As an example, consider a stamped steel automobile fender. And we'll go only go back 45 years to make it simple. Craftsmen and artists would build a clay model of a car body. Designers would manually transfer those shapes to 2 dimensional drawings and add flanges, reinforcements, etc. to the product design drawings. For appearance critical items with complex shapes like body panels including fenders, wood models were built. Sheet wax was at times added to represent metal thickness if there was a need for two sided tools. A metal stamping die has two sides and you can't just ignore thickness. The dies were cut on large duplicating machines that traced the models and transferred the complex shapes to the stamping dies. Skilled machinists completed the dies by manually controlling mills, lathes, drills, etc. to cut the detail of flanges and other detail. Most stamped body panels take multiple steps (progressive dies) to form, trim, pierce and bend the steel. There was, and still is, both science and art involved in forming metal into shape without tears, wrinkles or other defects.

Today we design cars using CAD software, the 3D design exists as digital data.. We review designs using everything from basic viewing of a screen to virtual reality to holograms to 3D printed or NC cut models...sometimes full size, sometimes scaled down, sometimes foam, sometimes wood , sometimes even clay. We cut clay so if we don't like it we can modify it manually, laser scan the changes and feed that data back to CAD designers. When its all done, we have a complete 3D solid digital model of the fender we want to build. Software to analyze (finite elements analysis, FEA) and optimize the strength is possible because we have a digital model. The same is true for simulating, optimizing and analyzing the stamping process as well as everything from the shipping racks to the paint robot programs to the assembly process. For injection molded plastic parts we have the ability to predict, analyze and optimize flow inside the molds before they are built. The list goes on and on.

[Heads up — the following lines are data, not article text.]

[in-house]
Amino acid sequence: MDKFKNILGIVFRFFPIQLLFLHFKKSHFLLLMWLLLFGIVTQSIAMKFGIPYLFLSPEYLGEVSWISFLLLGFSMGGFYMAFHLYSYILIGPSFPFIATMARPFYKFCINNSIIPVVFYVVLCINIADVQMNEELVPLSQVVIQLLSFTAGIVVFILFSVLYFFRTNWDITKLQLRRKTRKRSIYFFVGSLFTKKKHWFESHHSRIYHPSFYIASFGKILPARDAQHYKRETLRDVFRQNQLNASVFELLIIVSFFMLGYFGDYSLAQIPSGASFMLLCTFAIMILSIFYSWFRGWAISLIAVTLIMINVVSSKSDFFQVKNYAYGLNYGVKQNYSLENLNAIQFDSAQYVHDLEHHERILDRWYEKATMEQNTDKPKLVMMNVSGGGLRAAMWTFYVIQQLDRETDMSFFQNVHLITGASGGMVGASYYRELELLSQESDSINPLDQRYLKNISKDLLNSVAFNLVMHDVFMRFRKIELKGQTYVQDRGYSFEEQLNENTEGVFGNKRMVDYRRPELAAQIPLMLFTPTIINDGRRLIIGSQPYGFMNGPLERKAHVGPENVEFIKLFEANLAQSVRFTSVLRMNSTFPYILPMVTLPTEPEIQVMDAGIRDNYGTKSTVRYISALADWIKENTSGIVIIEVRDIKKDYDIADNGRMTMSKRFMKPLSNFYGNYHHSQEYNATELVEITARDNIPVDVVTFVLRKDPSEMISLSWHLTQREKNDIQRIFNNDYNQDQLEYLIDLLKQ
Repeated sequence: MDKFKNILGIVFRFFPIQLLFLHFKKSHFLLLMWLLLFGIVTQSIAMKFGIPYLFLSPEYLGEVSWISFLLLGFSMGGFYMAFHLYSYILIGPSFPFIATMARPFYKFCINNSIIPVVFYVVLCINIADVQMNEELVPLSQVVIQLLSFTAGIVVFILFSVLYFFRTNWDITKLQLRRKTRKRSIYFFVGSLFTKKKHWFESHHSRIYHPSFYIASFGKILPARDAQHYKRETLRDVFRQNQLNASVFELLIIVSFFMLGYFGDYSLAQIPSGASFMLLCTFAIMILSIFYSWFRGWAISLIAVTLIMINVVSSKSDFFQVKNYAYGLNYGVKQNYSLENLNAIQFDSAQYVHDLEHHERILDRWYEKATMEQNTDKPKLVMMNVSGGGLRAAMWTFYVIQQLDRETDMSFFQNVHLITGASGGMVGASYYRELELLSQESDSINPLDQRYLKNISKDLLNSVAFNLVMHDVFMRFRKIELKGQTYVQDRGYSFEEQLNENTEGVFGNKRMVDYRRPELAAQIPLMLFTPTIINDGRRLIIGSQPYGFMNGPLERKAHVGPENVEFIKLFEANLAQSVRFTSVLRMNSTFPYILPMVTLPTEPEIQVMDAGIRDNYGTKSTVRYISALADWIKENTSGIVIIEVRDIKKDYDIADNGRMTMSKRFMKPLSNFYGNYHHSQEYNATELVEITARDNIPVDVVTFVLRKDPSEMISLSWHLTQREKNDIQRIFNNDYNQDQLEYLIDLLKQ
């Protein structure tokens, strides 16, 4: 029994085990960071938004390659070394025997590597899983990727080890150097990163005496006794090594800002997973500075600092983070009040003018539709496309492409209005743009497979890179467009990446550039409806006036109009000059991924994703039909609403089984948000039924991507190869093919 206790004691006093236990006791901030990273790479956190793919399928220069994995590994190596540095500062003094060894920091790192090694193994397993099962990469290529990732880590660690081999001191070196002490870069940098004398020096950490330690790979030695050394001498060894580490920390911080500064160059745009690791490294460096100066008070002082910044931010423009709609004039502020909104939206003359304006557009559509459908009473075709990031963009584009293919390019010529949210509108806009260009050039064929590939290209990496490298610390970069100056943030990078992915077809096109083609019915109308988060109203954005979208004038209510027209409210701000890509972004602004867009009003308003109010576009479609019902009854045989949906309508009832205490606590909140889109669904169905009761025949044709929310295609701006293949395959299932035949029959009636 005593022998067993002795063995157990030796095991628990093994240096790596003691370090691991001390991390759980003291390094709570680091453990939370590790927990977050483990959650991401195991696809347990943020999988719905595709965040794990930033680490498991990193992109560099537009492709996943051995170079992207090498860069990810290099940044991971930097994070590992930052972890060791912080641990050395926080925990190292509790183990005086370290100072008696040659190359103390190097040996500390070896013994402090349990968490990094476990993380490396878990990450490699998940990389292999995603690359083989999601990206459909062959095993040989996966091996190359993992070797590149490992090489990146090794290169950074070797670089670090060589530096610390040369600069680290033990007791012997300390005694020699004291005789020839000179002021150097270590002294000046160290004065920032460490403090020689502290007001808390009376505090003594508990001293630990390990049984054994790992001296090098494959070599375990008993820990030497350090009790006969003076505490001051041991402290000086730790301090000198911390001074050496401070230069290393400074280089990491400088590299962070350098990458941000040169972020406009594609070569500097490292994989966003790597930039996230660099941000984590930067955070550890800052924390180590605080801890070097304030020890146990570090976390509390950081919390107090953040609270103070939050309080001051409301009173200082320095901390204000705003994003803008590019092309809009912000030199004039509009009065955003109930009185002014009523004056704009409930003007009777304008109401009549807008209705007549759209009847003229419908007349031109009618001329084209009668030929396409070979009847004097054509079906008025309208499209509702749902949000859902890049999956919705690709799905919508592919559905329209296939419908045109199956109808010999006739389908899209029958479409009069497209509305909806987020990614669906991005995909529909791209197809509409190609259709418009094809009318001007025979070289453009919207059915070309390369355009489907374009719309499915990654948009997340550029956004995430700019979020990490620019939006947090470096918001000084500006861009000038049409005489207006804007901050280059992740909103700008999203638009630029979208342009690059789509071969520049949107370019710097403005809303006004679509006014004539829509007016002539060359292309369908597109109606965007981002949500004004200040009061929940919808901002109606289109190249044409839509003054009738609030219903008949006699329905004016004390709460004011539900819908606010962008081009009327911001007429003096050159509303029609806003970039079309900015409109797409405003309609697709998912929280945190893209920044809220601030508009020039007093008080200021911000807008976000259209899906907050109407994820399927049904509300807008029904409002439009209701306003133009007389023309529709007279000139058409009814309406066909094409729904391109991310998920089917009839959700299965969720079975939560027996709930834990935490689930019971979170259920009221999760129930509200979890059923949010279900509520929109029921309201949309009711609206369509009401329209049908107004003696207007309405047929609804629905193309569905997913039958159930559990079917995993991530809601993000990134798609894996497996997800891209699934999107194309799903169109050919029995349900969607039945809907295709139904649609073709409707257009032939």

Getting back to CNC...Because we have a digital part design, the stamping dies can be built directly from the data...no models and wax and epoxy casts of models with wax...just convert the design data to machine programs and allow the machine movements to be controlled by computer.

For someone to be so bent on insisting we move the promotion of pool forward using social media and technology, it's completely inconsistent to talk about CNC the way he does. The environmental topic is complete nonsense. Nobody is making cues without a lathe. A factory that is machining cast engine blocks with a few modern high speed NC machine centers does the work of 100 manually operated 1960's era machines.

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cuesblues

cue accumulator
Silver Member
I have a friend who probably owns the most Ned Morris cues, I sold him his first one years ago.
Since then as Ned is building cues off and on, he keeps buying them.

I also like Neds Evolution carbon fiber shaft.
He does a good job with the carbon fiber blanks.

Ned is quite a good cuemaker and besides all the great playing cues out there, he has built some very high end collector type cues.
 

jeremy8000

AzB Silver Member
Silver Member
I've owned two cues by Ned. The first was a sneaky pete I won in a raffle. I loved everything about it except for one thing: I absolutely hated that it played better than my Kikel, which had been my player and the best I'd shot with (for me) to that point. I ended up moving on to one of his nicer (more ornate) cues, which played as perfectly to my tastes, and my Kikel found a new home with one of my teammates (who prefers it to the Morris).